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GraphQL Hello World app with GraphQL Editor and Stucco.js
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9/26/2023

GraphQL Hello World app with GraphQL Editor and Stucco.js

GraphQL is a query language for APIs that resolves the common REST problem of over- & under-fetching data. It does that by allowing users to request only the exact data they need by specifying that in a single customizable query. Additionally it also provides easy introspection which lets users explore what query and data is available from the API. On top of that GraphQL does not care about API versioning at all - since users can tailor their query to get exactly what they want the API version doesn't even matter.

Before we start

We're going to be using two GraphQL tools for this simple tutorial app:

  • GraphQL Editor: a feature rich platform for all things GraphQL - from schema design and documentation to code generation and deployment. Simply put it's everything you need to build a robust GraphQL API.

  • Stucco.js: a GraphQL backend runtime that makes it easy to develop and deploy GraphQL APIs. It relies on the Golang Stucco library and handles communication between our resolvers and the outside world.

Before we go ahead we need to do a bit of a set up - first make sure you have:

If you're done let's begin!

First things first

Go on graphqleditor.com log in and create your first workspace. Workspaces are groups of projects shared among any number of team members who you can easily follow and collaborate with. For now you can skip adding members since we wont be needing any help with our simple tutorial app. Remember that you can add them later at any point, and collaborating is what GraphQL Editor is all about!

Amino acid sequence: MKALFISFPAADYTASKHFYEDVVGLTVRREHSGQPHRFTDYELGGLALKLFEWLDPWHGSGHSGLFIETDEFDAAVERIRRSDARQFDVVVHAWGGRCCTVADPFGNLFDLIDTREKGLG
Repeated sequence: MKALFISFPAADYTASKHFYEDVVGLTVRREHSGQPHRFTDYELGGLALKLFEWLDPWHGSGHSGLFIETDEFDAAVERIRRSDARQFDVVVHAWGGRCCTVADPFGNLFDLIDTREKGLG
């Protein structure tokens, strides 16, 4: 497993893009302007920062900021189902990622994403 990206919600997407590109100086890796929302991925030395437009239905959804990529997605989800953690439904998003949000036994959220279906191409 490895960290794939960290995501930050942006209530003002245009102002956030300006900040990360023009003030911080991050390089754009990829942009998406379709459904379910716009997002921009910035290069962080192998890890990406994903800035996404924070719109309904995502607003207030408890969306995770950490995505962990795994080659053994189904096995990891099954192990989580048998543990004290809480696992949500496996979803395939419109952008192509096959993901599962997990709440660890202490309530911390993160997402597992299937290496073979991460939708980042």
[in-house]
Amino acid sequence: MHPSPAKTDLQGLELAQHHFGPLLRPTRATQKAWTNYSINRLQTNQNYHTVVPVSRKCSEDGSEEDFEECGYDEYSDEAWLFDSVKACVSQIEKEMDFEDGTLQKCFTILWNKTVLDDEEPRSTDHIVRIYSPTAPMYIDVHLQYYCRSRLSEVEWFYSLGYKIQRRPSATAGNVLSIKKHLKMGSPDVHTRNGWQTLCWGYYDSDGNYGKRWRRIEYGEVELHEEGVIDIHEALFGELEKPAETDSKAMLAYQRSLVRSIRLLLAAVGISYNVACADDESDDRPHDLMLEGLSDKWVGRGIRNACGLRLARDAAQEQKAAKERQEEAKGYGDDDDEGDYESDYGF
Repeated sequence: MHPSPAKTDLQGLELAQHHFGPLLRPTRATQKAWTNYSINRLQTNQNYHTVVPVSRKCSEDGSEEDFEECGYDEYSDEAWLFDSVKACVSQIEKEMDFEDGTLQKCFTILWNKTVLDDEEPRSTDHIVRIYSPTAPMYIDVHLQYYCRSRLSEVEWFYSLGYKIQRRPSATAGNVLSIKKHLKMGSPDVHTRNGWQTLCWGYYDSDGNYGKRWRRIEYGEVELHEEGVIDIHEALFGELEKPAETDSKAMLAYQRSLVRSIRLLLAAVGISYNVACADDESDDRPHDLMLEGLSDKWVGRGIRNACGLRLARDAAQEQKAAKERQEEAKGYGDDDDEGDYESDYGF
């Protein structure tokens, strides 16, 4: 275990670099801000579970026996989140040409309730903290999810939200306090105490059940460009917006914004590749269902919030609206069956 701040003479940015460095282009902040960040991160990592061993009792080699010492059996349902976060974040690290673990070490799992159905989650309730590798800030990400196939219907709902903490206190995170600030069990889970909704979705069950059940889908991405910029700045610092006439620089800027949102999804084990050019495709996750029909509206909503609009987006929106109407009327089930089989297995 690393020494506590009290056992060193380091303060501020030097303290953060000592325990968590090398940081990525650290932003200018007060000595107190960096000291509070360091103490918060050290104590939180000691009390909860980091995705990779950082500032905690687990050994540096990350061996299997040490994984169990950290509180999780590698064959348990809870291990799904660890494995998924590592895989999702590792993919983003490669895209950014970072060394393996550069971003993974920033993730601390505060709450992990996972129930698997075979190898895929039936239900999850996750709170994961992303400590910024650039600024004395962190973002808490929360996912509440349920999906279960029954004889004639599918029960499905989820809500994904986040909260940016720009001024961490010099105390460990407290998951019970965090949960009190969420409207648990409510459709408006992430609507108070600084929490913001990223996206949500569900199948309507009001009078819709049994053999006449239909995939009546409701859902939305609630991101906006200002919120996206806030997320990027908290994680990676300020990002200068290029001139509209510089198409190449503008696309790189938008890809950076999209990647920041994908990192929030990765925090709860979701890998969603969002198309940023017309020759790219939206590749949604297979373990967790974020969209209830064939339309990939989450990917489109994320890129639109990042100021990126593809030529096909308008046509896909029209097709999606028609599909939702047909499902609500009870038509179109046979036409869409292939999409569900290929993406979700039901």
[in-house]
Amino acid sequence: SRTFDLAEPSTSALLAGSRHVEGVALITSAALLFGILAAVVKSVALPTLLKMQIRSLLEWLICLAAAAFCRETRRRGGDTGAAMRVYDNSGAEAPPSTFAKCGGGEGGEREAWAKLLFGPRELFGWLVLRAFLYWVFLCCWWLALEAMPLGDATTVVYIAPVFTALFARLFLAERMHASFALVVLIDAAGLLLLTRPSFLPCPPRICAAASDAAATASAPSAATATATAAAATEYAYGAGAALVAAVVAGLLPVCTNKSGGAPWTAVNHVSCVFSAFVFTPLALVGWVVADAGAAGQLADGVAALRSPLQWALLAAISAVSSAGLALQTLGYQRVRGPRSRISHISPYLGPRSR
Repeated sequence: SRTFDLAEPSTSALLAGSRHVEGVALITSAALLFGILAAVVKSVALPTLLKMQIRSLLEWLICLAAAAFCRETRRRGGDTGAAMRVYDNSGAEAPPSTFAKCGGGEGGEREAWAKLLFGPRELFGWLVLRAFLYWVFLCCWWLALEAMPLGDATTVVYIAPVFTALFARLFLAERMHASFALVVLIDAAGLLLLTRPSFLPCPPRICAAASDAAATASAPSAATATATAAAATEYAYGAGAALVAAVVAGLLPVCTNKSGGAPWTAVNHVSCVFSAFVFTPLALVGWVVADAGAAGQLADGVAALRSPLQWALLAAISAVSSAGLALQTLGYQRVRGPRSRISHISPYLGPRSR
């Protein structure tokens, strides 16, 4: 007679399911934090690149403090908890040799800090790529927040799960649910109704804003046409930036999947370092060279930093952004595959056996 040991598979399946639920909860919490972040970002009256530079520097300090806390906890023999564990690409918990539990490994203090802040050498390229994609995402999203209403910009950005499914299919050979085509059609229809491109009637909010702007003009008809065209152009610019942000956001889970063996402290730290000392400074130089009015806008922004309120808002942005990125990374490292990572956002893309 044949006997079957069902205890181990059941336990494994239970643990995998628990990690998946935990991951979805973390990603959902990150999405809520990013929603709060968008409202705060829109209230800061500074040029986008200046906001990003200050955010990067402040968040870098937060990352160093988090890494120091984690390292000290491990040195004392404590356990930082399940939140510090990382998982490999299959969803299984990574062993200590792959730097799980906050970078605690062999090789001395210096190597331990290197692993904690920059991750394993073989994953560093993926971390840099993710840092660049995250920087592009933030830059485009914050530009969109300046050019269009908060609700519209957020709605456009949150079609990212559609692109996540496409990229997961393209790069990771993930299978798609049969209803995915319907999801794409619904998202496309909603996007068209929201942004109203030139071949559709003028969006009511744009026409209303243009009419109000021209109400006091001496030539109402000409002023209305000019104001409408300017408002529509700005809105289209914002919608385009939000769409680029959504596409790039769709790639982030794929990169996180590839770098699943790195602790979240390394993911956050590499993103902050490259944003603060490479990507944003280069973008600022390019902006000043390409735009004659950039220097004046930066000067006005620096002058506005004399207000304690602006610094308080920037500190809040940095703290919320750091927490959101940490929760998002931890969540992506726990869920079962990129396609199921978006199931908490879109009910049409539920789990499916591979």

The next step is creating our project, so click new project, name it something like Hello-world-app (or whatever else you prefer). Now that we have our project set up just copy the simple schema codeblock below and paste it into your code area.

type Query {
  helloworld: String!
}

schema {
  query: Query
}

The schema is the first step for every GraphQL project - it defines the types of data that your GraphQL API can return. Now that we have it defined we can go ahead and start developing our resolvers!

We're not going to waste time writing resolvers ourselves since we have installed the GraphQL Editor CLI library to handle that for us. We'll simply use these two commands to do all the work:

gecli create backend
gecli codegen resolve

The first command gecli create backend is used for setup. It will create the basic file structure for your backend (node_modules, schema.graphql, tsconfig.json etc) install packages, log in and fetch the schema from the GraphQL Editor project.

After that is done we need to run the second one gecli codegen resolve it will detect the query and create a resolver for it in .ts file format (ie. helloworld.ts).

The code in that file defines the resolver for our helloworld query which is simply a function that returns the data requested by the query and will look like this:

import { FieldResolveInput } from 'stucco-js';
import { resolverFor } from '../zeus/index.js';

export const handler = async (input: FieldResolveInput) =>
  resolverFor('Query', 'Helloworld', async (args) => {})(input.arguments);

We can now set up our return code, since we want it to actually respond with something. So for this let's add this snippet as our return argument:

return 'Hello World!';

Now to start the server, we need to run the following command in our terminal:

npm run start

Open your browser and type in localhost:8080/graphql, as you see - you just created your first backend application!

To test the resolver, enter the following query into the left-hand side panel:

{
  Helloworld
}

All that's left is to click the run icon, once we receive our message its obvious that everything works!

Conclusion

In this short blogpost we've gone over creating a simple Hello World app with GraphQL Editor and Stucco.js. We also learned how to generate resolvers using the gecli command and how to test the resolvers using the GraphQL Editor website. Obviously this is just a very simple, basic app and you can do much bigger things with Stucco and GraphQL Editor (just check out our repos on git hub to see some examples). If you want to play around with this tutorial project check our it out on Github & GraphQL Editor.

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